Educational policy-makers in many societies around the world have shown increased awareness of the need to broaden the scope of citizenship education policies and/or curricula to include global, national, local, and personal components, in order to help students understand international aff airs and develop a more global outlook, while still treasuring their own national and local heritages, institutions, and values (Cogan et al. 2002; Banks 2004b; Lee et al. 2004). In the European Union, for example, the need to help young people understand diverse and multiple identities is receiving increased attention from educational policy-makers and practitioners (Ross 2007a, 2007b). In Singapore, school subjects and activities cultivate national loyalty, patriotism, a sense of belonging, and a commitment to national development (Gopinathan 1988; Hill and Lian 1995; Green 1997) while also encouraging students to think and act globally and to develop a cosmopolitan identity (Singapore 21 Subject Committees 2001; Koh 2004; Ryan and Rossi 2006). Likewise, Hong Kong, since its 1997 return to the People’s Republic of China (PRC), has reformed its citizenship education curriculum to promote national and local identities, a global outlook, and transnational skills among its students (Ho et al. 2005; Lo 2005; Lee and Leung 2006). Copyright © 2014 Taylor & Francis.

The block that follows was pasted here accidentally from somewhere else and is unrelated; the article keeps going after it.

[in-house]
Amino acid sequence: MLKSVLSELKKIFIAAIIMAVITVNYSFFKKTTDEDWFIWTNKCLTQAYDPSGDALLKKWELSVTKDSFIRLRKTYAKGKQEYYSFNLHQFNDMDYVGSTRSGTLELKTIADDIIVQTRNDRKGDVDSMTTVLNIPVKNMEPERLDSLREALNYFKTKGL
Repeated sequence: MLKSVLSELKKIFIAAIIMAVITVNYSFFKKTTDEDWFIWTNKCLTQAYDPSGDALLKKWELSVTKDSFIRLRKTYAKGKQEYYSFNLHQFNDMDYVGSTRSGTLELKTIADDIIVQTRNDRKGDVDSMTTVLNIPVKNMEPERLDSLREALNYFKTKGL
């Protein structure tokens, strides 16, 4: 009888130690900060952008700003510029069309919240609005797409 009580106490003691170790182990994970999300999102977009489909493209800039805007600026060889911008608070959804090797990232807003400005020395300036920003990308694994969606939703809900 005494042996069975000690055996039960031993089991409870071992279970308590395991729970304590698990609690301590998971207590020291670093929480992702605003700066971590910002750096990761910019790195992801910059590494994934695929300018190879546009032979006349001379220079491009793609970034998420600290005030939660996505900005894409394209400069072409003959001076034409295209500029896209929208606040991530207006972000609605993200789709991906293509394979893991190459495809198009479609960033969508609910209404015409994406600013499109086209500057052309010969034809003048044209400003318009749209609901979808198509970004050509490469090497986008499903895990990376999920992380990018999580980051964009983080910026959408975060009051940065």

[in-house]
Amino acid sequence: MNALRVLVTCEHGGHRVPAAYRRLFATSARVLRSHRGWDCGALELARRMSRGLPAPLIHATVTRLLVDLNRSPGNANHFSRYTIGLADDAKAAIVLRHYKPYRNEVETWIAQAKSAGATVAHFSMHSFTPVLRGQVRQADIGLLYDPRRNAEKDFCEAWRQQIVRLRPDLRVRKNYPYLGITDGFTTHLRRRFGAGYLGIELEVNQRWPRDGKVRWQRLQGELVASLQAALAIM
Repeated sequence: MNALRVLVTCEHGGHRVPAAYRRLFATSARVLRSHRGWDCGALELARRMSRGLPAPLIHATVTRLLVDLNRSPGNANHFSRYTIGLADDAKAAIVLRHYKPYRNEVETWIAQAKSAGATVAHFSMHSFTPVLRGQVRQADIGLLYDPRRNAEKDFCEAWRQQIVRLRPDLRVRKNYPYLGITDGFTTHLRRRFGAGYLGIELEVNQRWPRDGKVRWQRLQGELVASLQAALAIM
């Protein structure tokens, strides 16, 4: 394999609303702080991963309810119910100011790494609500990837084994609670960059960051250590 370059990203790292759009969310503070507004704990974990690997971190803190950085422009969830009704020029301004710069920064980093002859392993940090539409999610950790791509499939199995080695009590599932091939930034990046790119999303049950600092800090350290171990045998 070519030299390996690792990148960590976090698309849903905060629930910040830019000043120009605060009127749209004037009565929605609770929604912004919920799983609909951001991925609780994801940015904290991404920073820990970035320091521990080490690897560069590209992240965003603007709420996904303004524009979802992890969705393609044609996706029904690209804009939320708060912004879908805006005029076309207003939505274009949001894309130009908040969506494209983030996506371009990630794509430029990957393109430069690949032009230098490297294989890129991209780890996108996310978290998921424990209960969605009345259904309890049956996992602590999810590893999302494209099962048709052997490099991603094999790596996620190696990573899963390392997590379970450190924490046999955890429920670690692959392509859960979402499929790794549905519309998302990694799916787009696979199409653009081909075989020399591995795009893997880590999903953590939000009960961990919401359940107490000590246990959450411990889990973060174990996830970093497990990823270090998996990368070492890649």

|Title of host publication||Citizenship education in China: preparing citizens for the "Chinese century"|
|Editors||Kerry J. KENNEDY, Gregory P. FAIRBROTHER, Zhenzhou ZHAO|
|Place of Publication||New York|
|ISBN (Electronic)||9780203797129, 9781136022081|
|Publication status||Published - 2014|